For President Buhari and his APC resisting change and digging deeper into the hole, let us also call their attention to the report of the Presidential Projects Assessment Committee (PPAC) set up in March 2011, to look into cases of abandoned federal government projects. It claimed there were 11,886 abandoned projects that will cost an estimated N7.78 trillion to complete.

The Institute of Project Management of Nigeria (IPMN) and the then president’s Special Assistant on Performance Monitoring and Evaluation, Professor Sylvester Monye gave the breakdown and the spread of some of the projects as follows: the 400 metres-long Utor Bridge along Asaba-Ebu-Uromi road awarded in 2006 but abandoned in 2009, Ikorodu-Sagamu road and Lagos-Otta road project awarded in 2001 but abandoned by both Impresit Bakolori PLC and Julius Berger because of ‘inadequate funding,’; the 36 kilometres Bodo-Bonny road in Rivers awarded in 2002; the abandoned 285 NNDC projects and 1,994 rural electrification projects among many others spread around the various geo-political zones of the country. The story has not changed. Ikorodu-Sagamu and Lagos-Otta roads which I am familiar with are still death traps.

But as Governor Nasir El Rufai, observed back then, “rather than these figures compelling the government to find solutions, it would rather engage in weekly charade of awarding new contracts or re-awarding old ones at higher prices during its weekly Federal Executive Council (FEC) meetings”.

This structure will not work even with an angel. “Show me 100 kilometres road your government completed in four years”, Fashola back in 2014 taunted Jonathan. Fashola after five years in the saddle recently admitted that Lagos–Ibadan expressway will be completed in 2022. In fact, as at May this year, only 61% (24 kilometres) of the 43 kilometres Ojota-Sagamu inter-change have been completed according to Kayode Popoola, Federal Controller of Works.

The system is the problem. A system that expects President Buhari and his minister of health who cannot manage the state house hospital under their nose to manage all the teaching hospitals and federal health centres in 774 LGAs of the country is doomed to fail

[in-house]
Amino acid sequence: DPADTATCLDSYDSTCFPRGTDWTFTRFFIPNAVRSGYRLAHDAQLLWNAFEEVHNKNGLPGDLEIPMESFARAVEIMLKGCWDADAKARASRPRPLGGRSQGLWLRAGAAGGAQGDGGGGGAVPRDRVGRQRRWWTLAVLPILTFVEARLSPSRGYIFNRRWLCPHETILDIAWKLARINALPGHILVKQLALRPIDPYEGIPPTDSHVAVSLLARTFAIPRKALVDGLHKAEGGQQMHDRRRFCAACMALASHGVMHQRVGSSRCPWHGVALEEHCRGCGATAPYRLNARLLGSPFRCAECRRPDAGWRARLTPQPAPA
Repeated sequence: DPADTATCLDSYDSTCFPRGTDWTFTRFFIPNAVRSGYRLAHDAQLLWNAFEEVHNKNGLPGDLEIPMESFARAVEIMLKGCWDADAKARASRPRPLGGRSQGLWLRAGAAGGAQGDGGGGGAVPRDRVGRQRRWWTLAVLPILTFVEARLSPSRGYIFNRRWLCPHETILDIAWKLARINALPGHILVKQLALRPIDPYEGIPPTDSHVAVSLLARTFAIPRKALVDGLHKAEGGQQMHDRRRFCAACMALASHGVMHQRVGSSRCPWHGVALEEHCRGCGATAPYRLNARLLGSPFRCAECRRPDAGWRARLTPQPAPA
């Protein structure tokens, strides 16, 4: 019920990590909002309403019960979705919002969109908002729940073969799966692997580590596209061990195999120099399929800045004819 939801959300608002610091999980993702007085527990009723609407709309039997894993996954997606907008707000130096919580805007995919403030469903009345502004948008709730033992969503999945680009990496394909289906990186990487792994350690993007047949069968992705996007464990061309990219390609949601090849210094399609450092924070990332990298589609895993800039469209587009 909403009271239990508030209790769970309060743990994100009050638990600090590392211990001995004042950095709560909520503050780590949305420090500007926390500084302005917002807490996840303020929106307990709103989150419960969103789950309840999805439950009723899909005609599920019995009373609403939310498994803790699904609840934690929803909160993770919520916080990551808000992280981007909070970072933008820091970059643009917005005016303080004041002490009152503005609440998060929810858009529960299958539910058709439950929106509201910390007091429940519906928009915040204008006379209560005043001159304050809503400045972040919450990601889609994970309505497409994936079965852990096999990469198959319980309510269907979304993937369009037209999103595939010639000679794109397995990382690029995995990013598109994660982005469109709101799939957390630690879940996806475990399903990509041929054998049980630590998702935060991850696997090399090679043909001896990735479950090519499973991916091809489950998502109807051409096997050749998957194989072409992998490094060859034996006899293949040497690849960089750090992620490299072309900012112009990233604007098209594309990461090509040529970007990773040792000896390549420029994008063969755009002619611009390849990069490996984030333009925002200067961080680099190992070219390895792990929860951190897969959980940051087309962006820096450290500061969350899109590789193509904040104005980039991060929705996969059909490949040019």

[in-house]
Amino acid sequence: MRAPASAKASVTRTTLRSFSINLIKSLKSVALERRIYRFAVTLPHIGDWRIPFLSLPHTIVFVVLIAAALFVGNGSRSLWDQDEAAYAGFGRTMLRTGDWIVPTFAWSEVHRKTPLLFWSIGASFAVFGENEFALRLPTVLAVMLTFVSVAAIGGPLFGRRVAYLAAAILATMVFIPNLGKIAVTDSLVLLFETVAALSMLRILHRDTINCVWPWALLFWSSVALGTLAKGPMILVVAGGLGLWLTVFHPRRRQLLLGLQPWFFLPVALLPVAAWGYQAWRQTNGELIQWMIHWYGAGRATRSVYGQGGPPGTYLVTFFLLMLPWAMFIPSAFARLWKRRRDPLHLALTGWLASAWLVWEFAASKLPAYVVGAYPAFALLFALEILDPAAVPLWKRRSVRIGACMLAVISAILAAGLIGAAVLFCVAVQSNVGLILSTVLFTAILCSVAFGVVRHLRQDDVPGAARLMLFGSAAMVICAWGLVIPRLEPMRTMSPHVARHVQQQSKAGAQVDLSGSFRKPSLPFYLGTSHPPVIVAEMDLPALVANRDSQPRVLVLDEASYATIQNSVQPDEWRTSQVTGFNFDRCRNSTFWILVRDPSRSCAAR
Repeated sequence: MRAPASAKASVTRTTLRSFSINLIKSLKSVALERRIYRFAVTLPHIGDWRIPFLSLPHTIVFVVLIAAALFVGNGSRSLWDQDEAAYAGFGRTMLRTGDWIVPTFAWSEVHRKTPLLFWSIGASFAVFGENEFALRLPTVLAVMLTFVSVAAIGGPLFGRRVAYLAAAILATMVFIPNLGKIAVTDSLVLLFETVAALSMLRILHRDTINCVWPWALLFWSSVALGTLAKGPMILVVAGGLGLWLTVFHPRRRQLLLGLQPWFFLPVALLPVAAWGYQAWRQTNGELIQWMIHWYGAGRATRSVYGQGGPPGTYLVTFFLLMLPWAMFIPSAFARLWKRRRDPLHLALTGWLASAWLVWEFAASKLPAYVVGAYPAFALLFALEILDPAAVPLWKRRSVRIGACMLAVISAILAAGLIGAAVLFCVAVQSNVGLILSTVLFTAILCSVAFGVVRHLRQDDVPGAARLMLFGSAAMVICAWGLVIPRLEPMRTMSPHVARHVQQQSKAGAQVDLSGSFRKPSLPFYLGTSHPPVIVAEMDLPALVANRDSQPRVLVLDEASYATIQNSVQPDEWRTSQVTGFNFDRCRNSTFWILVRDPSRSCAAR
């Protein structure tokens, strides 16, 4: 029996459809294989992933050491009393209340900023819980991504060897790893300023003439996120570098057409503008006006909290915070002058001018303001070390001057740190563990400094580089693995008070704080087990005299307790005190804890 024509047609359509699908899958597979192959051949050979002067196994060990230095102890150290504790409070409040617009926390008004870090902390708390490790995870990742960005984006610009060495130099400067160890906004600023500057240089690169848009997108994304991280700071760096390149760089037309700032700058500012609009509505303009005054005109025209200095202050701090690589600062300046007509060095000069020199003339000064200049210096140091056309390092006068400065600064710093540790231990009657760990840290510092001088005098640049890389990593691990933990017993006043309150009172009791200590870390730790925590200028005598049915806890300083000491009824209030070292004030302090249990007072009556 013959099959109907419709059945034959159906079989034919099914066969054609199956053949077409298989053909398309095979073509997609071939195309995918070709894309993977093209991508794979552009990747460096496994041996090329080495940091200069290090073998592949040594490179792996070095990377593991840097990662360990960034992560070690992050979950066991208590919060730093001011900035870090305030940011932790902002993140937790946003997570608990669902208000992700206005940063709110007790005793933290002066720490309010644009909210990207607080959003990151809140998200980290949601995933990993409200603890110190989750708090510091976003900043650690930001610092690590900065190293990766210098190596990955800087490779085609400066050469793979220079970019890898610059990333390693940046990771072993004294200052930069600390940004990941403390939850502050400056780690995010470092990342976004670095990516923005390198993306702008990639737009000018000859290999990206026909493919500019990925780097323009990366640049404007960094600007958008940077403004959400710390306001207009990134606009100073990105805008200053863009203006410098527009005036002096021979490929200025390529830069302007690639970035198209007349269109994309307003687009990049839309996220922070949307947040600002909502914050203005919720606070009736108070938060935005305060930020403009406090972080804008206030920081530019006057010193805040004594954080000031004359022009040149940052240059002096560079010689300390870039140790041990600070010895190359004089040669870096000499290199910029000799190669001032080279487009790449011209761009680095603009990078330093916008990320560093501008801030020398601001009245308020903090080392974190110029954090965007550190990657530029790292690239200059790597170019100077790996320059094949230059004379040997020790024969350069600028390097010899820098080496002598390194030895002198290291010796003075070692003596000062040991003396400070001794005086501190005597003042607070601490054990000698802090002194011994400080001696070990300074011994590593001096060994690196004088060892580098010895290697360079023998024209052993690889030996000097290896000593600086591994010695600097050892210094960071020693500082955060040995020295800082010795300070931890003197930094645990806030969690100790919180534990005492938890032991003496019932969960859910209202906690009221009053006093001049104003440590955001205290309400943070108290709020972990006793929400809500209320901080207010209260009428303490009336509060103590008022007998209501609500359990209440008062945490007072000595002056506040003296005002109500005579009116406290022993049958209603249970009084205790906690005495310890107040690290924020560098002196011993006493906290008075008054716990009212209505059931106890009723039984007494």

While President Buhari who claims not to understand what restructuring or federalism is all about, America whose constitution we copied has moved on from cooperative to competitive federalism patterned along the lines of market economy whereby residents of states whose governors are indolent move to states whose governors are more creative and more resourceful.

In the US, the government has a body of experts that handles federal roads, awards contracts and pay as per work done and as scrutinized by journalists. Here one minister in spite of 36 ministries of works, controls all the federal roads in all the nooks and corners of Nigeria.

A federal road runs from Akoko through Ado Ekiti, Ogotun Ekiti to Ipetu Ijesha; the only portion of the road that has endured, outliving even the state roads constructed with free federal allocation is the six kilometres portion that meanders through dangerous crevices, cracks, gorges and valleys linking my town with Ipetu-Ijesha constructed with taxpayers money by Awolowo in 1959.

The reconstruction of Lagos-Ibadan expressway constructed within three years (August 1974-July 1977) which now has defied heroic efforts of four presidents spanning 20 years is a symptom of our crisis of nation building. The solution is a workable federal arrangement that guarantees the rights, freedom and liberty of groups and individuals ‘defined in form of language, culture and religion or socio-economic status’.